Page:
The stories, it turns out, were the perfect smash-up of Halloween and Valentine’s Day. Even with a century on Lowndes’ slightly twisted love stories, I still had that cold heartbeat that comes from the macabre—or advancing macabre—into a character’s life.
And after finishing the stories, I wanted to know more about her. Who was this woman who sent her characters off to die in sunken submarines or had them wrestle out how to love a madman?
There are certain books we all hide. You know them. The ones purchased late at night when no one we know is in the bookstore. Or better yet, ordered from Amazon for further anonymity. These are books we don’t want anyone to know we read, certainly not our literary pals.
These, readers, are the self-help books.
“Anyone wanting to damage their intellectual credentials,” writes Swiss/British philosopher/writer Alain de Botton, “… need only do one simple thing: confess they read self-help books. There’s no more ridiculed genre in the literary canon…”
Despite that, some of us do read them, because our lives or selves are, from time to time, a mess. Desperate, we suffer through the cheesy titles and chapter headings, and the demeaningly simple prose, all because we want what we believe these books have to offer us: change. Or at least a chance at it.
Self-help books haven’t always been this way. When Tasso Vance Orr published Applied Mental Efficiency in 1913, the self-help genre was neither a billion dollar industry nor widely ridiculed. For a mere $1.50, those eager to improve themselves personally and professionally could buy Applied Mental Efficiency without any cultural baggage, and choose from 48 easy-to-read chapters ranging from Card Indexing the Mind to The Purchasing Power of a Smile to The Art of Asking Questions.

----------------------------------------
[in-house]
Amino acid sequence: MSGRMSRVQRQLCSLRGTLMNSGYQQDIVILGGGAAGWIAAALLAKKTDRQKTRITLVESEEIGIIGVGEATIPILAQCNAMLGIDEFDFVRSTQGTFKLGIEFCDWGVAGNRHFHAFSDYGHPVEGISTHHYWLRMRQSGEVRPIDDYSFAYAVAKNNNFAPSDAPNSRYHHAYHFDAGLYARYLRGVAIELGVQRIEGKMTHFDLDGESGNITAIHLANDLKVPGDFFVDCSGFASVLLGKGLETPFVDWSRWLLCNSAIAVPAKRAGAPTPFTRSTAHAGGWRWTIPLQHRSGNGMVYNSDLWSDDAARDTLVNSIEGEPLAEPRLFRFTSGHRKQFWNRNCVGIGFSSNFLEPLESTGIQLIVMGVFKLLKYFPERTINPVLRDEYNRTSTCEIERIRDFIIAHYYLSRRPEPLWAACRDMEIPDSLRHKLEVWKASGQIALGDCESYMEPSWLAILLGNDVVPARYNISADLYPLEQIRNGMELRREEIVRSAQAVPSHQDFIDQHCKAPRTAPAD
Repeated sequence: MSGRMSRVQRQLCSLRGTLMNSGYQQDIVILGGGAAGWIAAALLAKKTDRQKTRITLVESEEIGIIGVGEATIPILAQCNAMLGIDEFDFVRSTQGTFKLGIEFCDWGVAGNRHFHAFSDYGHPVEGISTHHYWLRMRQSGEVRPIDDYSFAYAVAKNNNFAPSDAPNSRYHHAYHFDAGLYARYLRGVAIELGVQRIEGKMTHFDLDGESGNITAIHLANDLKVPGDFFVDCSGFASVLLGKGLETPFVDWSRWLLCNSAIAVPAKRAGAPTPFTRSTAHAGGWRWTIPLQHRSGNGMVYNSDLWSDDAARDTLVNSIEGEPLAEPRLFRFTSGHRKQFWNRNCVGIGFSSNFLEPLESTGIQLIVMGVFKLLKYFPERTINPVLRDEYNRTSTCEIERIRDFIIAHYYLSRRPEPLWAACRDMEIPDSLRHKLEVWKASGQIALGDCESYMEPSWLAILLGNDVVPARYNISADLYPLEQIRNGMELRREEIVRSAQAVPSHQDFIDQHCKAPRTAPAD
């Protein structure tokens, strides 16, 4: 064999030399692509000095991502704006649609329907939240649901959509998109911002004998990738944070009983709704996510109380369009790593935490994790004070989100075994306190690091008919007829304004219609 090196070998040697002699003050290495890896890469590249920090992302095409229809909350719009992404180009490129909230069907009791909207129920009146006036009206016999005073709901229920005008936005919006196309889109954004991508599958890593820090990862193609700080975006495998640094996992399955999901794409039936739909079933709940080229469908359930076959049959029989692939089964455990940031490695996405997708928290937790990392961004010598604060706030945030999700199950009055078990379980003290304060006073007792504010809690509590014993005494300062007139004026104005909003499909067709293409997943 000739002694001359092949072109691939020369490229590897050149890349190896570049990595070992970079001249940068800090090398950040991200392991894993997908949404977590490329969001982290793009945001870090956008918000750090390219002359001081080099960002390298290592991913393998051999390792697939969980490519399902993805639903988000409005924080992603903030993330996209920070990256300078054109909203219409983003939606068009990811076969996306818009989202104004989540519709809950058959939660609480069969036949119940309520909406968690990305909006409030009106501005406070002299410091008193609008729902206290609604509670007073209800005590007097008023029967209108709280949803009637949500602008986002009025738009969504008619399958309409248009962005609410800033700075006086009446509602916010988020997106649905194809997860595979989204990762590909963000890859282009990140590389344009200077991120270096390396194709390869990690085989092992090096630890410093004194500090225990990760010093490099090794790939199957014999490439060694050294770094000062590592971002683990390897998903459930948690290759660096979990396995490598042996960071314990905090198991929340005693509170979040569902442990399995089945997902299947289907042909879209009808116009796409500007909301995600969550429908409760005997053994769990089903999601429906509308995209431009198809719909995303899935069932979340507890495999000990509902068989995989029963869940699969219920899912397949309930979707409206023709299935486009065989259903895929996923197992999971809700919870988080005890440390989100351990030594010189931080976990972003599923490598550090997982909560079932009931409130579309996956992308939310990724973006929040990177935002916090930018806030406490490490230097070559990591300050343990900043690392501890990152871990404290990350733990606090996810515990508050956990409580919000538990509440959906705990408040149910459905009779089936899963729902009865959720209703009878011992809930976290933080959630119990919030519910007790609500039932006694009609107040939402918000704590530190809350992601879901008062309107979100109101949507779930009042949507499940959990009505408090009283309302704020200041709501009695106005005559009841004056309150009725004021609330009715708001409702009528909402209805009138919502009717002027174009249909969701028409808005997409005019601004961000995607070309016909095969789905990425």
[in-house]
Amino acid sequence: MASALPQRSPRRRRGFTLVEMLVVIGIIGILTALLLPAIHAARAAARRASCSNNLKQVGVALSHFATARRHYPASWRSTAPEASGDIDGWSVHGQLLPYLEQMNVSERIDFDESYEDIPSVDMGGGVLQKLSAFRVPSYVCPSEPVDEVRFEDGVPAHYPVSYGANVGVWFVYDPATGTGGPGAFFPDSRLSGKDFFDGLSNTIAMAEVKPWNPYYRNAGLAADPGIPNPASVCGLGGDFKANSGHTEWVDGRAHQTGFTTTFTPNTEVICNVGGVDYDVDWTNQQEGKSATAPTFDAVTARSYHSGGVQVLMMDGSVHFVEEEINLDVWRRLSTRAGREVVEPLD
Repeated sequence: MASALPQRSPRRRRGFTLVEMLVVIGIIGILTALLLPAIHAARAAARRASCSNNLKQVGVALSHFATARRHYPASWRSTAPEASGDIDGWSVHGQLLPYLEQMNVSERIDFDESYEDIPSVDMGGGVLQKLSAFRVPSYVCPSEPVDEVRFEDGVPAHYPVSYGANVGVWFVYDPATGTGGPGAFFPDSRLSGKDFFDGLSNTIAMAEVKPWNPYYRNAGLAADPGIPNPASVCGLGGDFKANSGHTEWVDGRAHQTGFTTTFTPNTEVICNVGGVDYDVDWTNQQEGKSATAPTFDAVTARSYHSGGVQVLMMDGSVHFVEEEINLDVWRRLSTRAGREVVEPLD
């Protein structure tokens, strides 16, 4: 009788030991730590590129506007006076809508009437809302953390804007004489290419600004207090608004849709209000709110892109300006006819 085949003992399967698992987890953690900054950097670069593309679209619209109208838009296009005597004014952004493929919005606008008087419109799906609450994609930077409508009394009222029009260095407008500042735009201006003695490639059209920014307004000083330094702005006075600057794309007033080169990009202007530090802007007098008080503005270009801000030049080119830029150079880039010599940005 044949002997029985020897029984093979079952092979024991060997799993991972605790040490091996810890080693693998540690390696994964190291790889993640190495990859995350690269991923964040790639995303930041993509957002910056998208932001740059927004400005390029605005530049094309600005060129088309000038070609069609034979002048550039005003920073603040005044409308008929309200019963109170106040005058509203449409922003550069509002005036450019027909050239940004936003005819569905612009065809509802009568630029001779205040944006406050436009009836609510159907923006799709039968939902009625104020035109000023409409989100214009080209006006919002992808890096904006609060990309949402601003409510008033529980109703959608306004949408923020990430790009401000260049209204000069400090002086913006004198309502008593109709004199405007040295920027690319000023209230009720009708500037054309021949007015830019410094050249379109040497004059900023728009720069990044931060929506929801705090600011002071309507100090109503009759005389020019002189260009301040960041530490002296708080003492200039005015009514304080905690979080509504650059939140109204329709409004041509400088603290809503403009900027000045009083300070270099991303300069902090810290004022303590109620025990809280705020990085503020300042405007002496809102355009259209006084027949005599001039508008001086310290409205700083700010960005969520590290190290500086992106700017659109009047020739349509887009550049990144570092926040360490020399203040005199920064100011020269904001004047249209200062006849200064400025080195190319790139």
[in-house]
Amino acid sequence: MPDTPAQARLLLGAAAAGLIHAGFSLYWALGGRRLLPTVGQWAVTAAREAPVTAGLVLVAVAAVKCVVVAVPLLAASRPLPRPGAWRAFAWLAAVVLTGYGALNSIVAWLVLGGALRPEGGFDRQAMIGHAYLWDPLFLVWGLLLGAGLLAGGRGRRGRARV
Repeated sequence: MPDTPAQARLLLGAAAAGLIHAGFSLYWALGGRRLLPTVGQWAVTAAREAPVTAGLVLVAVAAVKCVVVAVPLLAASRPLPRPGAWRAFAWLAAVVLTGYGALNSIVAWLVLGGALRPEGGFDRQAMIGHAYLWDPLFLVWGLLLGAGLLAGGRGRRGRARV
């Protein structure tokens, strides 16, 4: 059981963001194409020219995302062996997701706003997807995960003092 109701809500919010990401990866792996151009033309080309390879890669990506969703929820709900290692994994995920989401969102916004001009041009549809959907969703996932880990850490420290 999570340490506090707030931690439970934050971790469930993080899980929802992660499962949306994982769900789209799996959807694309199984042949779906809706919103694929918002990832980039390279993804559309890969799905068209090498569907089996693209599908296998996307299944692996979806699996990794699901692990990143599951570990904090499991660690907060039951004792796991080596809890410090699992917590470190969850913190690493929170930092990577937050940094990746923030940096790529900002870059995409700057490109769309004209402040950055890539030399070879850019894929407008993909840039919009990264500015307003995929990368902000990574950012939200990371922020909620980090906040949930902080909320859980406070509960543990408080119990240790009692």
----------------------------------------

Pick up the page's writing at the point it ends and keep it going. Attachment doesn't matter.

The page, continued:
The year is more than half over, which means those of us who attempted New Year’s resolutions have either mastered, given up, or heavily revised them. It also means my year of reading 100-year-old books is halfway finished.
It all started, in February, with a dead poet and a road trip. And while I had planned to traipse into various used bookshops around the country to find hidden gems, after that, it turns out there were some not-so-hidden gems right under my nose—classics like Jack London’s The Valley of the Moon, Edith Wharton’s Custom of the Country, D.H. Lawrence’s Sons and Lovers and a slice from L. Frank Baum’s Oz series, The Patchwork Girl from Oz.